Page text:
A forgotten gold mining town in Western Australia’s remote Outback is being given a facelift as the Leonora shire hopes to attract grey nomads and other travellers.
The century-plus old tin shed cottages in Gwalia, which is about 230-kilometres north of Kalgoorlie, are being restored to help protect a snapshot of Leonora’s rich mining history.
“I think people get a sense of what it was like,” Shire of Leonora heritage services manager, Elaine Labuschagne, told the ABC. “They get a sense of the remoteness of the place and the hardships that the people had to endure and understand that a little bit better.”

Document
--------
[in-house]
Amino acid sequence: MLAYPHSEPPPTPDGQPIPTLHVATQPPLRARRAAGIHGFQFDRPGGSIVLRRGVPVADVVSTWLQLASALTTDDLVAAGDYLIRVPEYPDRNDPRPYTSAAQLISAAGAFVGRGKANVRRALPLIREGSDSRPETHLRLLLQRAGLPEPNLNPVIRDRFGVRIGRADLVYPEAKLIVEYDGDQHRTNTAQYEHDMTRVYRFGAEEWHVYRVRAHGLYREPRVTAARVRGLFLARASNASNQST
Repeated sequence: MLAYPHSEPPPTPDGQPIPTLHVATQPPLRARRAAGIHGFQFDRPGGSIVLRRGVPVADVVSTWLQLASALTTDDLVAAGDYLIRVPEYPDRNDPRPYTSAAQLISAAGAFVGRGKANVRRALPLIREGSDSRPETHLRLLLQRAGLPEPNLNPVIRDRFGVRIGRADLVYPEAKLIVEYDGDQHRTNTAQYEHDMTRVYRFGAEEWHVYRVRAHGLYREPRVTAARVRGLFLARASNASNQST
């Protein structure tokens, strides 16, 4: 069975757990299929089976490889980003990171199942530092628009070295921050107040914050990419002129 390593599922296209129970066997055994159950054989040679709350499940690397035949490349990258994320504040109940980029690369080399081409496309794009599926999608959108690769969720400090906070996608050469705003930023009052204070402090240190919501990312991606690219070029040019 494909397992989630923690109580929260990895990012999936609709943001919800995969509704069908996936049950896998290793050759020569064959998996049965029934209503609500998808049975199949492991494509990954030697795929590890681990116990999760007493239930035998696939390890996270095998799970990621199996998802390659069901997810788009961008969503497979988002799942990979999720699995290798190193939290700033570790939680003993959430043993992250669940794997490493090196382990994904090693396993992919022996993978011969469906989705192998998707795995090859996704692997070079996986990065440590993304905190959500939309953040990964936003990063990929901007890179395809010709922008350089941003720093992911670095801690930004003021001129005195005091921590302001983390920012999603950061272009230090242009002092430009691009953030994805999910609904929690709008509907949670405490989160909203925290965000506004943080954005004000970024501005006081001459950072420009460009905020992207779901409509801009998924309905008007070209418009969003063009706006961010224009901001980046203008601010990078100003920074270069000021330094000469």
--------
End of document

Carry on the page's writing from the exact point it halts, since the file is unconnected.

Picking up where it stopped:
Gold was discovered at what became the Sons of Gwalia mine in 1896 and the town site grew as gold fever took hold. The mine finally closed in 1963, and the population of more than 1,000 people plunged to just 40 almost overnight.
The Sons of Gwalia mine re-opened in the mid-1980s as an open-cut mine but heat and dust have weathered the old miners’ cottages over the years, with many in a dilapidated condition.
Ms Labuschagne said the ABC that the whole Gwalia site was state heritage-listed and conservation of the cottages was important.
“It’s really significant. It’s a snapshot of Australian mining and it’s so significant because there’s such a lot of cottages still remaining,” she said. “It’s the only example in Western Australia where we’ve got so many miners’ cottages representative of that time still remaining.”